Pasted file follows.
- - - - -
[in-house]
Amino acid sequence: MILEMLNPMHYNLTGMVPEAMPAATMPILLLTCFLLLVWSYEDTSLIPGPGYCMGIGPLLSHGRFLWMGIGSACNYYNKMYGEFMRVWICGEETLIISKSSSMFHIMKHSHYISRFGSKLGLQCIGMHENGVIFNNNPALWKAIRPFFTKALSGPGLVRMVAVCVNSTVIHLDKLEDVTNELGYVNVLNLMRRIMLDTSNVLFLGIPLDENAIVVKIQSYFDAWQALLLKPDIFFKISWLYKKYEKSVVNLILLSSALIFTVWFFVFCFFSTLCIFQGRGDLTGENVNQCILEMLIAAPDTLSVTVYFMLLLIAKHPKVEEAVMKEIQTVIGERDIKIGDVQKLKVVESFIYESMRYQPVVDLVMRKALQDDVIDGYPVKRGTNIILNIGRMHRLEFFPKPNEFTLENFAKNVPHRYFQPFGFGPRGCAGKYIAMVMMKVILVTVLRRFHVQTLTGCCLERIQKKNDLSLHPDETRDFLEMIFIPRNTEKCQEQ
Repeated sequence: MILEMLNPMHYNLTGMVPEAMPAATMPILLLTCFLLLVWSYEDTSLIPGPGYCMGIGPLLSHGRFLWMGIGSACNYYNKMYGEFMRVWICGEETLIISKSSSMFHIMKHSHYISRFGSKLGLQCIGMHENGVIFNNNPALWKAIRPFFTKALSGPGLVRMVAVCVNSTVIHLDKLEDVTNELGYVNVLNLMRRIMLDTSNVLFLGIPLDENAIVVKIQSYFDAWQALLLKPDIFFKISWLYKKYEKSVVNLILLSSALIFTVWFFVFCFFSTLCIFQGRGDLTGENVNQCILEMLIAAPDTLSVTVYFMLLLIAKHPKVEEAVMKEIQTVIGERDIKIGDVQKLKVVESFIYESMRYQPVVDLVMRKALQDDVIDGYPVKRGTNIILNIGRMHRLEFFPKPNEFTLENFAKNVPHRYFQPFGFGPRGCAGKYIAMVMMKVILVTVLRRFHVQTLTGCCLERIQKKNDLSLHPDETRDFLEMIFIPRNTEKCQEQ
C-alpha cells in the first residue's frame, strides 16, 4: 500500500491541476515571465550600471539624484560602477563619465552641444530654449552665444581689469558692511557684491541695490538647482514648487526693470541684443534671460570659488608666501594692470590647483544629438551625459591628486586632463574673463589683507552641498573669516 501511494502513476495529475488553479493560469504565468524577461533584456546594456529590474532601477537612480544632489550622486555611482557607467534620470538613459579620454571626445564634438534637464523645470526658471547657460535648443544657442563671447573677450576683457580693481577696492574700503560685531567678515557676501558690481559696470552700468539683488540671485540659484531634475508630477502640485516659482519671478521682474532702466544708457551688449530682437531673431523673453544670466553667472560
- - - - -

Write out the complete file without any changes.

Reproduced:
[in-house]
Amino acid sequence: MILEMLNPMHYNLTGMVPEAMPAATMPILLLTCFLLLVWSYEDTSLIPGPGYCMGIGPLLSHGRFLWMGIGSACNYYNKMYGEFMRVWICGEETLIISKSSSMFHIMKHSHYISRFGSKLGLQCIGMHENGVIFNNNPALWKAIRPFFTKALSGPGLVRMVAVCVNSTVIHLDKLEDVTNELGYVNVLNLMRRIMLDTSNVLFLGIPLDENAIVVKIQSYFDAWQALLLKPDIFFKISWLYKKYEKSVVNLILLSSALIFTVWFFVFCFFSTLCIFQGRGDLTGENVNQCILEMLIAAPDTLSVTVYFMLLLIAKHPKVEEAVMKEIQTVIGERDIKIGDVQKLKVVESFIYESMRYQPVVDLVMRKALQDDVIDGYPVKRGTNIILNIGRMHRLEFFPKPNEFTLENFAKNVPHRYFQPFGFGPRGCAGKYIAMVMMKVILVTVLRRFHVQTLTGCCLERIQKKNDLSLHPDETRDFLEMIFIPRNTEKCQEQ
Repeated sequence: MILEMLNPMHYNLTGMVPEAMPAATMPILLLTCFLLLVWSYEDTSLIPGPGYCMGIGPLLSHGRFLWMGIGSACNYYNKMYGEFMRVWICGEETLIISKSSSMFHIMKHSHYISRFGSKLGLQCIGMHENGVIFNNNPALWKAIRPFFTKALSGPGLVRMVAVCVNSTVIHLDKLEDVTNELGYVNVLNLMRRIMLDTSNVLFLGIPLDENAIVVKIQSYFDAWQALLLKPDIFFKISWLYKKYEKSVVNLILLSSALIFTVWFFVFCFFSTLCIFQGRGDLTGENVNQCILEMLIAAPDTLSVTVYFMLLLIAKHPKVEEAVMKEIQTVIGERDIKIGDVQKLKVVESFIYESMRYQPVVDLVMRKALQDDVIDGYPVKRGTNIILNIGRMHRLEFFPKPNEFTLENFAKNVPHRYFQPFGFGPRGCAGKYIAMVMMKVILVTVLRRFHVQTLTGCCLERIQKKNDLSLHPDETRDFLEMIFIPRNTEKCQEQ
C-alpha cells in the first residue's frame, strides 16, 4: 500500500491541476515571465550600471539624484560602477563619465552641444530654449552665444581689469558692511557684491541695490538647482514648487526693470541684443534671460570659488608666501594692470590647483544629438551625459591628486586632463574673463589683507552641498573669516 501511494502513476495529475488553479493560469504565468524577461533584456546594456529590474532601477537612480544632489550622486555611482557607467534620470538613459579620454571626445564634438534637464523645470526658471547657460535648443544657442563671447573677450576683457580693481577696492574700503560685531567678515557676501558690481559696470552700468539683488540671485540659484531634475508630477502640485516659482519671478521682474532702466544708457551688449530682437531673431523673453544670466553667472560